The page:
The Wind Rises Review
Date: 2014 March 05 03:03
Posted by Joe
While Hayao Miyazaki's latest offering The Wind Rises awaits it's special UK preview on Wednesday 23rd April 2014, it is currently being shown in the US and Australia. We were lucky enough to catch a screening in English recently.
Here's our review of the film.
Hayao Miyazaki's latest (and possibly final) feature film is not without controversy. The Wind Rises charts a fictionalised biography of Jiro Horikoshi an aviation engineer responsible for designing fighter planes. The movie is based on Miyazaki's manga.
As is tradition with Otaku News reviews, we'll keep it spoiler free, or as spoiler free as possible.
The film charts the early days of Jiro and his struggles to design beautiful and functional airplanes in a country without resources or experience. All he wants to do is design beautiful aircraft. During the movie we're reminded of the duality of designing machines of war.
The first act intermingles dreams and reality in a wonderful way that Miyazaki makes look effortless. The dream sequences are used to explain Jiro's motivation and influences. In his dreams we meet Italian engineer Caproni and are introduced to aircraft designs of the era.
It's no secret that Miyazaki is a massive aviation fan and this has been a common element of his previous films. In this film we've got Italian aircraft, biplanes, fighter planes, dream-like impossible planes and monstrous blimps. The attention to detail of a Ghibli production really shines through. Individual pistons on engines bob up and down. Each rivet is rendered in detail. Engines judder realistically. During some of the engineering sequences we see each strut rendered in the wing. It's as if the blue print for each plan has been carefully animated by hand. Engineering and aviation fans will love this film.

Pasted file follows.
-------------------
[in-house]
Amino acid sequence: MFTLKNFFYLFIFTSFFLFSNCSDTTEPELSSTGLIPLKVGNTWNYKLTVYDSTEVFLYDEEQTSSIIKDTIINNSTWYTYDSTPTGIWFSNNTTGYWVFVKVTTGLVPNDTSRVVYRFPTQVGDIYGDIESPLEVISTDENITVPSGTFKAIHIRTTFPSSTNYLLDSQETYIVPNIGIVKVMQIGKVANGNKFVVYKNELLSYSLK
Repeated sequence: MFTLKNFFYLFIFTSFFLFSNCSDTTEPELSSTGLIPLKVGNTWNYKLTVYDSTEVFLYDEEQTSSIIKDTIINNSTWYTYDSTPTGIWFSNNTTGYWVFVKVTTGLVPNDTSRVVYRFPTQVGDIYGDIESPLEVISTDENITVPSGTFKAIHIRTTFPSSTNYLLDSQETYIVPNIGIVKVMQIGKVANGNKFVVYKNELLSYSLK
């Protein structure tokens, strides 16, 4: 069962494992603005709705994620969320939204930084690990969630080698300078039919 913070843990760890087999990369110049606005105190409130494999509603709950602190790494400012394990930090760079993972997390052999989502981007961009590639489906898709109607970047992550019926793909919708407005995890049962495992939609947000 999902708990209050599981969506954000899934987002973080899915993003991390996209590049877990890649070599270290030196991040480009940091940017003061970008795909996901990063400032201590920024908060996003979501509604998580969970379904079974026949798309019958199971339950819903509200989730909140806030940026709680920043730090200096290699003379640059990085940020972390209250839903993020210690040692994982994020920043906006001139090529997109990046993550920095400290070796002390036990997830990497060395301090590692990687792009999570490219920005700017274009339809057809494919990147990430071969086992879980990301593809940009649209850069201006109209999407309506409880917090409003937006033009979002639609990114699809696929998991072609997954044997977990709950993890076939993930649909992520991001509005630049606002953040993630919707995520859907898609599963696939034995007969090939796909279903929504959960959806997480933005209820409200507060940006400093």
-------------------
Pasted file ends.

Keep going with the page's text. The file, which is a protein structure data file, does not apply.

The film has many layers to it. It touches on the turbulent times between World War I and World War II. There's the whole element of making something beautiful that is also a weapon, plus a bit of romance and some background stories about Japan being in poverty. There's also a thread about artists and designers only having 10 years of greatness. Unfortunately none of these are really explored in much depth, making the movie feel a little unsatisfying.
Music wise Ghibli stalwart Joe Hisaishi was responsible for the score and hits all the right notes as you'd expect.
The movie must really be seen on the big screen to be enjoyed fully. The textures and detailing in the artwork that have made Studio Ghibli legendary punch through on a full sized cinema screen.
I watched the English dubbed version at the cinema. Joseph Gordon-Levitt does a sterling job as Jiro. The dub is excellently done, and it's clear the voice actors have been hired for their vocal talent instead of any celebrity status.
In conclusion the movie is good. The story is interesting and the characters are compelling, but it's a bit disjointed at times, as so much is going on. It's just not on the same level as the movies that made Miyazaki great. It's a good movie, but not an excellent one. It lacks that certain something extra that Miyazaki does so well.
Source: Otaku News